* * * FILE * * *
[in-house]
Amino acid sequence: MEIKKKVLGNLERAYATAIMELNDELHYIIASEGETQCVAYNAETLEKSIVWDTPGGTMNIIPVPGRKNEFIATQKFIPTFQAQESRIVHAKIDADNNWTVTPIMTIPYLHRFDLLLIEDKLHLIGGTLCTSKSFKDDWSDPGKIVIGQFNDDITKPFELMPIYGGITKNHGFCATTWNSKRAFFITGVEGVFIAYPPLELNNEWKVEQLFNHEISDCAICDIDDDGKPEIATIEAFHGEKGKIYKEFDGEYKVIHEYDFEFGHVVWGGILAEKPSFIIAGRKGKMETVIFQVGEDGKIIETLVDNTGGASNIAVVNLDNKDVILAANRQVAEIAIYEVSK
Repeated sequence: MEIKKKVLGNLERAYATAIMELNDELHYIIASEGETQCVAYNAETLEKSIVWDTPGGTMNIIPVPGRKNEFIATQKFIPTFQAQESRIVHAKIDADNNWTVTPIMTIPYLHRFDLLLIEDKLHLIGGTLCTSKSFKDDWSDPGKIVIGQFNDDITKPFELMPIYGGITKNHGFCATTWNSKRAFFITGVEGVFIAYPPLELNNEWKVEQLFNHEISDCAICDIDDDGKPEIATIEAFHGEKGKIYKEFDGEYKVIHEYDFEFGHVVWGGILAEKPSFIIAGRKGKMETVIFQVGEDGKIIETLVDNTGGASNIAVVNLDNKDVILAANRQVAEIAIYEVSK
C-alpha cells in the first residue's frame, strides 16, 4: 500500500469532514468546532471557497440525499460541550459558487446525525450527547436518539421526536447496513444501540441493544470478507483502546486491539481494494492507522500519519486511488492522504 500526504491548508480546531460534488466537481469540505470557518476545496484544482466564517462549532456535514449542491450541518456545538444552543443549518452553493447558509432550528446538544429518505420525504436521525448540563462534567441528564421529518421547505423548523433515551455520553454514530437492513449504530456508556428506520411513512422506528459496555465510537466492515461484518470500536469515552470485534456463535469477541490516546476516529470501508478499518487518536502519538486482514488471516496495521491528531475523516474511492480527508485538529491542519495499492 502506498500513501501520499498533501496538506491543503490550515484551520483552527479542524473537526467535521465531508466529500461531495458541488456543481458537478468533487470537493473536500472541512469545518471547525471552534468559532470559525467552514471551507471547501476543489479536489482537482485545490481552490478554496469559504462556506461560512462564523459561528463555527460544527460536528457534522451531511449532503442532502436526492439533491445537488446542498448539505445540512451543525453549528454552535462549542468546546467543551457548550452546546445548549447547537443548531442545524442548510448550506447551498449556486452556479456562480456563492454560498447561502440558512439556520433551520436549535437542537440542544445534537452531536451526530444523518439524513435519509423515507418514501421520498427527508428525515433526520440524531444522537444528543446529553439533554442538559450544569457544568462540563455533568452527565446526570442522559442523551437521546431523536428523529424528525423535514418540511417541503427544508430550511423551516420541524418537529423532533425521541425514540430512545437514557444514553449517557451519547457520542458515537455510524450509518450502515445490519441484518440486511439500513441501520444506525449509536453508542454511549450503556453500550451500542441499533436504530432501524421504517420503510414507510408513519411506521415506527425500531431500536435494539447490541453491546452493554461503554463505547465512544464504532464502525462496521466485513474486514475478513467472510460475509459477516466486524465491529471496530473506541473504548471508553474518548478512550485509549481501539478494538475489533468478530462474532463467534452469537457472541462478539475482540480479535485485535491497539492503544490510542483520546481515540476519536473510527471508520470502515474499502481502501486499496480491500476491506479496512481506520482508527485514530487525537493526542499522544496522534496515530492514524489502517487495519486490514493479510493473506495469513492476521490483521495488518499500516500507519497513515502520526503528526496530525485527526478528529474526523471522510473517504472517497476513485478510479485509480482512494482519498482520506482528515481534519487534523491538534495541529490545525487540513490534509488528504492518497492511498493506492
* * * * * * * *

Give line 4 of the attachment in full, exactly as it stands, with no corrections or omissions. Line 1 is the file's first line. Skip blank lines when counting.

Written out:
C-alpha cells in the first residue's frame, strides 16, 4: 500500500469532514468546532471557497440525499460541550459558487446525525450527547436518539421526536447496513444501540441493544470478507483502546486491539481494494492507522500519519486511488492522504 500526504491548508480546531460534488466537481469540505470557518476545496484544482466564517462549532456535514449542491450541518456545538444552543443549518452553493447558509432550528446538544429518505420525504436521525448540563462534567441528564421529518421547505423548523433515551455520553454514530437492513449504530456508556428506520411513512422506528459496555465510537466492515461484518470500536469515552470485534456463535469477541490516546476516529470501508478499518487518536502519538486482514488471516496495521491528531475523516474511492480527508485538529491542519495499492 502506498500513501501520499498533501496538506491543503490550515484551520483552527479542524473537526467535521465531508466529500461531495458541488456543481458537478468533487470537493473536500472541512469545518471547525471552534468559532470559525467552514471551507471547501476543489479536489482537482485545490481552490478554496469559504462556506461560512462564523459561528463555527460544527460536528457534522451531511449532503442532502436526492439533491445537488446542498448539505445540512451543525453549528454552535462549542468546546467543551457548550452546546445548549447547537443548531442545524442548510448550506447551498449556486452556479456562480456563492454560498447561502440558512439556520433551520436549535437542537440542544445534537452531536451526530444523518439524513435519509423515507418514501421520498427527508428525515433526520440524531444522537444528543446529553439533554442538559450544569457544568462540563455533568452527565446526570442522559442523551437521546431523536428523529424528525423535514418540511417541503427544508430550511423551516420541524418537529423532533425521541425514540430512545437514557444514553449517557451519547457520542458515537455510524450509518450502515445490519441484518440486511439500513441501520444506525449509536453508542454511549450503556453500550451500542441499533436504530432501524421504517420503510414507510408513519411506521415506527425500531431500536435494539447490541453491546452493554461503554463505547465512544464504532464502525462496521466485513474486514475478513467472510460475509459477516466486524465491529471496530473506541473504548471508553474518548478512550485509549481501539478494538475489533468478530462474532463467534452469537457472541462478539475482540480479535485485535491497539492503544490510542483520546481515540476519536473510527471508520470502515474499502481502501486499496480491500476491506479496512481506520482508527485514530487525537493526542499522544496522534496515530492514524489502517487495519486490514493479510493473506495469513492476521490483521495488518499500516500507519497513515502520526503528526496530525485527526478528529474526523471522510473517504472517497476513485478510479485509480482512494482519498482520506482528515481534519487534523491538534495541529490545525487540513490534509488528504492518497492511498493506492